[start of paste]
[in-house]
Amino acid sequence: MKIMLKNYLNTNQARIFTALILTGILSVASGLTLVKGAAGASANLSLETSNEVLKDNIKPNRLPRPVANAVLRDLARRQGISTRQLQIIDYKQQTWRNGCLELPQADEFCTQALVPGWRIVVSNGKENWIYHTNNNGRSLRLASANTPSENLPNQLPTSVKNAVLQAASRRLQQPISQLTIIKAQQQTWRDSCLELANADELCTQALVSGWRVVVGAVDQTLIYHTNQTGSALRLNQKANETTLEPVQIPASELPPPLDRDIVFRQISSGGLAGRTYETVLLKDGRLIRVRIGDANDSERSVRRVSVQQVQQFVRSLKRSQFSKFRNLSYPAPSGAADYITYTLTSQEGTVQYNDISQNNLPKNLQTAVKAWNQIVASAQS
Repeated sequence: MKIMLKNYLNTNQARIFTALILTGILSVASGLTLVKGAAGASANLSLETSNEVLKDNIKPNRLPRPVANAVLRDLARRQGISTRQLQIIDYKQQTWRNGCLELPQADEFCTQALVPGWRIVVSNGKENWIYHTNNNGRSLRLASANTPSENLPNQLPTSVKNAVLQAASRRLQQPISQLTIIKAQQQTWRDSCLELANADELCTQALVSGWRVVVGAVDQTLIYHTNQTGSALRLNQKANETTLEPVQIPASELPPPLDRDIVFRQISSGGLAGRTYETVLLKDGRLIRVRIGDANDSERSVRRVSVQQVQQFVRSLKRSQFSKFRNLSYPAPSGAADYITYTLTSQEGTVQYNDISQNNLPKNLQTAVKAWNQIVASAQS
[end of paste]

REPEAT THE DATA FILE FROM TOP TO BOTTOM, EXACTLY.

[in-house]
Amino acid sequence: MKIMLKNYLNTNQARIFTALILTGILSVASGLTLVKGAAGASANLSLETSNEVLKDNIKPNRLPRPVANAVLRDLARRQGISTRQLQIIDYKQQTWRNGCLELPQADEFCTQALVPGWRIVVSNGKENWIYHTNNNGRSLRLASANTPSENLPNQLPTSVKNAVLQAASRRLQQPISQLTIIKAQQQTWRDSCLELANADELCTQALVSGWRVVVGAVDQTLIYHTNQTGSALRLNQKANETTLEPVQIPASELPPPLDRDIVFRQISSGGLAGRTYETVLLKDGRLIRVRIGDANDSERSVRRVSVQQVQQFVRSLKRSQFSKFRNLSYPAPSGAADYITYTLTSQEGTVQYNDISQNNLPKNLQTAVKAWNQIVASAQS
Repeated sequence: MKIMLKNYLNTNQARIFTALILTGILSVASGLTLVKGAAGASANLSLETSNEVLKDNIKPNRLPRPVANAVLRDLARRQGISTRQLQIIDYKQQTWRNGCLELPQADEFCTQALVPGWRIVVSNGKENWIYHTNNNGRSLRLASANTPSENLPNQLPTSVKNAVLQAASRRLQQPISQLTIIKAQQQTWRDSCLELANADELCTQALVSGWRVVVGAVDQTLIYHTNQTGSALRLNQKANETTLEPVQIPASELPPPLDRDIVFRQISSGGLAGRTYETVLLKDGRLIRVRIGDANDSERSVRRVSVQQVQQFVRSLKRSQFSKFRNLSYPAPSGAADYITYTLTSQEGTVQYNDISQNNLPKNLQTAVKAWNQIVASAQS